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Officer Alex on the pros and cons of you filming the police.
Last week, something miraculous happened: Nine different people in Washington, D.C., agreed on the same thing.
They even wrote down their conclusions in a document titled “Riley vs. California.” It’s a bit of a dry read, but to those of us in the law enforcement business it’s a pretty big deal. Yet, the reason I’m writing this is that to most of the cops I know? It isn’t. (Give me a second before you post this “like” to the “CopBlock” Facebook page.)
This ruling deals with the constitutionality of going through someone’s cell phone after their arrest, or more specifically, the fact that it isn’t constitutional, according to the Supremes. In all honesty, I can’t think of a local case where this was done, but the fact that it went to the Supreme Court indicates it was happening elsewhere.
Why did my co-workers and I avoid this? Because it’s an extremely stupid shortcut to take for something that you know with complete certainty will ruin your case, your reputation, and set the bad guy free. Hence, it is avoided as a rule. Literally.
Like the ruling stated in several different ways, we can get a warrant pretty damn quickly and we do so quite frequently when it’s warranted. Making what is indeed a gold mine of information useless is just bad business—but apparently not everyone across the country got that memo.
There is no ambiguity with this decision. It was unanimous. Yet discussion about this case led to another topic with a friend of mine. “What if I’m just standing around,” he said, “not in any way in the way and videotaping you. What is your personal stance on somebody filming you in action?” (Arrest, he confided, seemed to be a common reason for police to access someone’s phone.)
I was annoyed at the implication, but my annoyance wasn’t the point. “First,” I told him, “if you record something and it happens to be the continuance of a crime, it would make that phone evidence of such and it could be subject to being added to the case file. That is, if you record a crime the device becomes evidence. The courts agree.” His jaw clenched slightly.
“That’s just a possibility though, and that’s not what you’re asking.” I paused. “What you’re asking is how I feel about being videotaped.” He nodded.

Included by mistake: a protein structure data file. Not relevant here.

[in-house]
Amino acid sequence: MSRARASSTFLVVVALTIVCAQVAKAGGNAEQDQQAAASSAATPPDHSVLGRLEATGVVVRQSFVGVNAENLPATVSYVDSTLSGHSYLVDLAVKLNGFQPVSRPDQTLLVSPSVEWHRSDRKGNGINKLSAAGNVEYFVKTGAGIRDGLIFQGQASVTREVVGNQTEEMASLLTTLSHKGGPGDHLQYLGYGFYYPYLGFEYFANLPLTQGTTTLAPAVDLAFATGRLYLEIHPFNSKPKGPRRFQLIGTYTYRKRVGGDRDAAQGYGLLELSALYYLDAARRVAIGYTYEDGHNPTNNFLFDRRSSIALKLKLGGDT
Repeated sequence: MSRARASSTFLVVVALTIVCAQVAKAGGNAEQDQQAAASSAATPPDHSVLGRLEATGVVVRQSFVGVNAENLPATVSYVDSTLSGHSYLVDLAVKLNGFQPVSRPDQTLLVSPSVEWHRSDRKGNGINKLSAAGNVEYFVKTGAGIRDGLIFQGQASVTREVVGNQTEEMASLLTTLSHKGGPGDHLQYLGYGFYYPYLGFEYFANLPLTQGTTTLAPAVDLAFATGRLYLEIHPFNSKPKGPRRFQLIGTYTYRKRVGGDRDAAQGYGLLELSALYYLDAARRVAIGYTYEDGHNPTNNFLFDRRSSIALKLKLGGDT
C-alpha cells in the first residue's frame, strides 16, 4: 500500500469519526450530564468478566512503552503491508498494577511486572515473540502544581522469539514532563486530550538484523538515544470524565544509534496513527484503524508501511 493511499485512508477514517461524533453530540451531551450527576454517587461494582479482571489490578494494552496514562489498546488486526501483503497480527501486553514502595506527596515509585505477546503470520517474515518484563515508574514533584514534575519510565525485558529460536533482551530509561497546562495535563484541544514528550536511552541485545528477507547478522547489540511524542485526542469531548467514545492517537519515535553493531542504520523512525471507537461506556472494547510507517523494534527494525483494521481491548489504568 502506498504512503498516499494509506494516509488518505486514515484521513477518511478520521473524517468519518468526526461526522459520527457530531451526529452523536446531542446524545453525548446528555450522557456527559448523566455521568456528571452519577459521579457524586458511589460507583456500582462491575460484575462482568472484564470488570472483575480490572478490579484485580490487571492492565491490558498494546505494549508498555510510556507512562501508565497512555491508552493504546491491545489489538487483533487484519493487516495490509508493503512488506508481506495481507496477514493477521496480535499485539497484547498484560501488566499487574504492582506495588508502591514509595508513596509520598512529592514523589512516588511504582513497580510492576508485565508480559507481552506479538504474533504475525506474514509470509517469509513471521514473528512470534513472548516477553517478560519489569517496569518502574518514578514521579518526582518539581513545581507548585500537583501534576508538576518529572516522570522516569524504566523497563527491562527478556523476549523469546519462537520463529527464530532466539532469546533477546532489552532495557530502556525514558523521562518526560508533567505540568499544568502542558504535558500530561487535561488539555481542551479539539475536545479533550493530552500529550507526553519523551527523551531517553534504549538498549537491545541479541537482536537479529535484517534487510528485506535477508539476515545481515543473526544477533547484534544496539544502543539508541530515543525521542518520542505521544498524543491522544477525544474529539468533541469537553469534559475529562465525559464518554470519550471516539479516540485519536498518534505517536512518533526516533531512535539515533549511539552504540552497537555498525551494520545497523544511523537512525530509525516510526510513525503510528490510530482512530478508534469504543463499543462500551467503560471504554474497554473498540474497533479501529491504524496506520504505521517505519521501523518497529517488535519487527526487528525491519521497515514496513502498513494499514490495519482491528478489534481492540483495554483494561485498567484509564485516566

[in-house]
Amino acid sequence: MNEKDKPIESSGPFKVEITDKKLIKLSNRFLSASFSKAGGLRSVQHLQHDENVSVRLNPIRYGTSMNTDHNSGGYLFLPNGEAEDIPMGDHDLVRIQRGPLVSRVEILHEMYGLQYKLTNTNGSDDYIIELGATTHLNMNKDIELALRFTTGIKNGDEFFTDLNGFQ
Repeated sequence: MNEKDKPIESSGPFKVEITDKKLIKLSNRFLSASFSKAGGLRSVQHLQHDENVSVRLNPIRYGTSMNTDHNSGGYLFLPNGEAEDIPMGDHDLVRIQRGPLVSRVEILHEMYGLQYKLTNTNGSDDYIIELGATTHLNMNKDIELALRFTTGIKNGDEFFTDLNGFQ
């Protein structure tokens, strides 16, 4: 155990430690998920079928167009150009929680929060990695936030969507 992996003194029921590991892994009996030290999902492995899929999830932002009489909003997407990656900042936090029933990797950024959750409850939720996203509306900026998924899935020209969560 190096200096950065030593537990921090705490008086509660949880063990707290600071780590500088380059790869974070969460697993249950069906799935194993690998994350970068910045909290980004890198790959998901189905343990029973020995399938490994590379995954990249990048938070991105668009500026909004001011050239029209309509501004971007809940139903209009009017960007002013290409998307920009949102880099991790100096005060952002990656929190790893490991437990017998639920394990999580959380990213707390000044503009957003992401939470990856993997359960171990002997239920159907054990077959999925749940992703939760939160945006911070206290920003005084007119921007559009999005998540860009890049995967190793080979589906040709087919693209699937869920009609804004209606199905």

“I have nothing to hide and never have,” I said. “In fact, somewhere on us is a transmitter where we record you and ourselves both, usually with a digital camera based in our car. It’s not about being afraid of being videotaped.” His eyes said I was making a point. “We tape ourselves constantly.
“The problem with you taping us is it’s a freakin’ DISTRACTION of what is generally a fairly serious situation. You are dividing the cops’ attention and exponentially worsening the situation for your own gratification.” He was about to respond when I interrupted.
“Yes, if it’s in public you have absolutely every right to record something. I’m a huge fan of the Constitution and it shows in my work. That’s what you tell yourself to justify the distraction, but no matter how you paint it, what you’re really doing in those situations is distracting the shit out of someone who now doesn’t just have to worry about their own safety, the safety of everyone around, the bad guy, and has a loaded gun on their hip,” I said, “now they also have to worry about you entering the situation and making it officially impossible to concentrate on anything other than increased blood pressure, adrenaline, and the likelihood of something going very, very bad because the knob has just been turned from 5 to 11.
“You have every right to film,” I explained, “just know that all you’re doing is very likely making what may not have been a bad situation worse, with the quite possible intent of profiting from it, which I think is kind of shitty.”
I saw my acquaintance consider a reply, but in the end I think the point was made and the topic was changed yet a third time—to the subject of food.
We are one of the most visible professions in the world so hiding things is not something that we are readily able to do, but mistakes are made from time to time. The Supreme Court addressed one of those. That said? This court ruling won’t change business in my office because that’s not how my office runs.
I don’t kid myself about the realities about my job…I just ask that you don’t kid yourself, either. (If you’re the one filming, of course.)